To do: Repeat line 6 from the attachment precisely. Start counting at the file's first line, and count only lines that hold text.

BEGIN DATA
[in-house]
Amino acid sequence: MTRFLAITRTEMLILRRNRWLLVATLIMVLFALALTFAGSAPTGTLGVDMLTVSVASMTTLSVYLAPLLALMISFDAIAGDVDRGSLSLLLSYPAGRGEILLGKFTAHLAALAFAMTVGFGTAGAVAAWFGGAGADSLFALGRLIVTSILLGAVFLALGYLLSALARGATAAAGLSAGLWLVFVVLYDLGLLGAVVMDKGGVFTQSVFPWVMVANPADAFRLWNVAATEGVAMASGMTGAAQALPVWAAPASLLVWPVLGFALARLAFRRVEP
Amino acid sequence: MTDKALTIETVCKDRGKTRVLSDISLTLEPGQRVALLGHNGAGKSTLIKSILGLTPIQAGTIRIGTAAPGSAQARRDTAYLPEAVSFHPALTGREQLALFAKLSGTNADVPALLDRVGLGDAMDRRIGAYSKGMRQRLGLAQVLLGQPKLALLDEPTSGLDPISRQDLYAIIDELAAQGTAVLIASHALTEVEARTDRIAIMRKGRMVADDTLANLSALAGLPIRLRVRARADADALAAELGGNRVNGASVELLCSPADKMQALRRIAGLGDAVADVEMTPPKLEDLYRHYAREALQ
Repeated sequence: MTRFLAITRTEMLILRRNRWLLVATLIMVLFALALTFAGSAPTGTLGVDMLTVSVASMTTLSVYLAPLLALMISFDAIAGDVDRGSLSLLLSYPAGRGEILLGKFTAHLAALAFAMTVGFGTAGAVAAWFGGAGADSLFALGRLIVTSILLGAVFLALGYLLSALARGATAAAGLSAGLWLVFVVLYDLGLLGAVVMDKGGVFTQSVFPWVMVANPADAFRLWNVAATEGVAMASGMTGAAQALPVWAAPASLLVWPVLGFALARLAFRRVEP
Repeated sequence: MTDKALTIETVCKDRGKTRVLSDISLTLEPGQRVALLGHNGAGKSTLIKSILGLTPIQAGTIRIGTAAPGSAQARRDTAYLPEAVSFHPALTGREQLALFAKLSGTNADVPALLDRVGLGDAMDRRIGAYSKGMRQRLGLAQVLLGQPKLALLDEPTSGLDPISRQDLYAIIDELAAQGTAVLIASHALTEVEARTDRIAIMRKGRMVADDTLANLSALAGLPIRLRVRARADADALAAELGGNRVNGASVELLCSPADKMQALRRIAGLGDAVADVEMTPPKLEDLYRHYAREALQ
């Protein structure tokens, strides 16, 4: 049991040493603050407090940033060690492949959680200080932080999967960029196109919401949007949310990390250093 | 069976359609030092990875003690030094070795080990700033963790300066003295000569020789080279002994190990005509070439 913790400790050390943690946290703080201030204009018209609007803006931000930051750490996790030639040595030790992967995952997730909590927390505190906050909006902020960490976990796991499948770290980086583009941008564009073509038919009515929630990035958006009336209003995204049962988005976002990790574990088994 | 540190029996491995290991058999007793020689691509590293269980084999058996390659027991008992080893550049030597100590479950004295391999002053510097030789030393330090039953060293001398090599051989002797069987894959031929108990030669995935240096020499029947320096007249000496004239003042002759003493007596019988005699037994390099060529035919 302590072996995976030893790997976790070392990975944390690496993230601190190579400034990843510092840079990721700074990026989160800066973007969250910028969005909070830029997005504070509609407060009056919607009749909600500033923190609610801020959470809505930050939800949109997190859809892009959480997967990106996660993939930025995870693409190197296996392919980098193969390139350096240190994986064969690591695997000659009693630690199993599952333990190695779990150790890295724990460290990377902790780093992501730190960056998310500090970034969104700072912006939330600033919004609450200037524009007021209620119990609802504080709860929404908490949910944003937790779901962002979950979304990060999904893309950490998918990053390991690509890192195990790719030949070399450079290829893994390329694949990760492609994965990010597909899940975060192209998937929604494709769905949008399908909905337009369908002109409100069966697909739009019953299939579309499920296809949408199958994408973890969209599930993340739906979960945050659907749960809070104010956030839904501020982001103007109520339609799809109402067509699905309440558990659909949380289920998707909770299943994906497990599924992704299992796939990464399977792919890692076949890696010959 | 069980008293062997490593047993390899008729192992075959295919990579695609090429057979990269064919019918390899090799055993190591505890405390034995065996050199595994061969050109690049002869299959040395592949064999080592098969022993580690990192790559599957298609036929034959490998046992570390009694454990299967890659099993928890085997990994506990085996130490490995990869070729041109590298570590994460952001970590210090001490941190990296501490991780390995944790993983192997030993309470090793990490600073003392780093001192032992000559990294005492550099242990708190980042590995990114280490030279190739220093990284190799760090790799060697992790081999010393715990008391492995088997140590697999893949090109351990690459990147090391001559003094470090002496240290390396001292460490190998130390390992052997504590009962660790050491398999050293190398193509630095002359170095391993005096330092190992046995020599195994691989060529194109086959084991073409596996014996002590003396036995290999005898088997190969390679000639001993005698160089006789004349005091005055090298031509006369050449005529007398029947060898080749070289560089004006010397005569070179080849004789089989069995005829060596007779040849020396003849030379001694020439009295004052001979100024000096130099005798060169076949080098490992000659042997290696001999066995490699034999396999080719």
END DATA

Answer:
């Protein structure tokens, strides 16, 4: 049991040493603050407090940033060690492949959680200080932080999967960029196109919401949007949310990390250093 | 069976359609030092990875003690030094070795080990700033963790300066003295000569020789080279002994190990005509070439 913790400790050390943690946290703080201030204009018209609007803006931000930051750490996790030639040595030790992967995952997730909590927390505190906050909006902020960490976990796991499948770290980086583009941008564009073509038919009515929630990035958006009336209003995204049962988005976002990790574990088994 | 540190029996491995290991058999007793020689691509590293269980084999058996390659027991008992080893550049030597100590479950004295391999002053510097030789030393330090039953060293001398090599051989002797069987894959031929108990030669995935240096020499029947320096007249000496004239003042002759003493007596019988005699037994390099060529035919 302590072996995976030893790997976790070392990975944390690496993230601190190579400034990843510092840079990721700074990026989160800066973007969250910028969005909070830029997005504070509609407060009056919607009749909600500033923190609610801020959470809505930050939800949109997190859809892009959480997967990106996660993939930025995870693409190197296996392919980098193969390139350096240190994986064969690591695997000659009693630690199993599952333990190695779990150790890295724990460290990377902790780093992501730190960056998310500090970034969104700072912006939330600033919004609450200037524009007021209620119990609802504080709860929404908490949910944003937790779901962002979950979304990060999904893309950490998918990053390991690509890192195990790719030949070399450079290829893994390329694949990760492609994965990010597909899940975060192209998937929604494709769905949008399908909905337009369908002109409100069966697909739009019953299939579309499920296809949408199958994408973890969209599930993340739906979960945050659907749960809070104010956030839904501020982001103007109520339609799809109402067509699905309440558990659909949380289920998707909770299943994906497990599924992704299992796939990464399977792919890692076949890696010959 | 069980008293062997490593047993390899008729192992075959295919990579695609090429057979990269064919019918390899090799055993190591505890405390034995065996050199595994061969050109690049002869299959040395592949064999080592098969022993580690990192790559599957298609036929034959490998046992570390009694454990299967890659099993928890085997990994506990085996130490490995990869070729041109590298570590994460952001970590210090001490941190990296501490991780390995944790993983192997030993309470090793990490600073003392780093001192032992000559990294005492550099242990708190980042590995990114280490030279190739220093990284190799760090790799060697992790081999010393715990008391492995088997140590697999893949090109351990690459990147090391001559003094470090002496240290390396001292460490190998130390390992052997504590009962660790050491398999050293190398193509630095002359170095391993005096330092190992046995020599195994691989060529194109086959084991073409596996014996002590003396036995290999005898088997190969390679000639001993005698160089006789004349005091005055090298031509006369050449005529007398029947060898080749070289560089004006010397005569070179080849004789089989069995005829060596007779040849020396003849030379001694020439009295004052001979100024000096130099005798060169076949080098490992000659042997290696001999066995490699034999396999080719």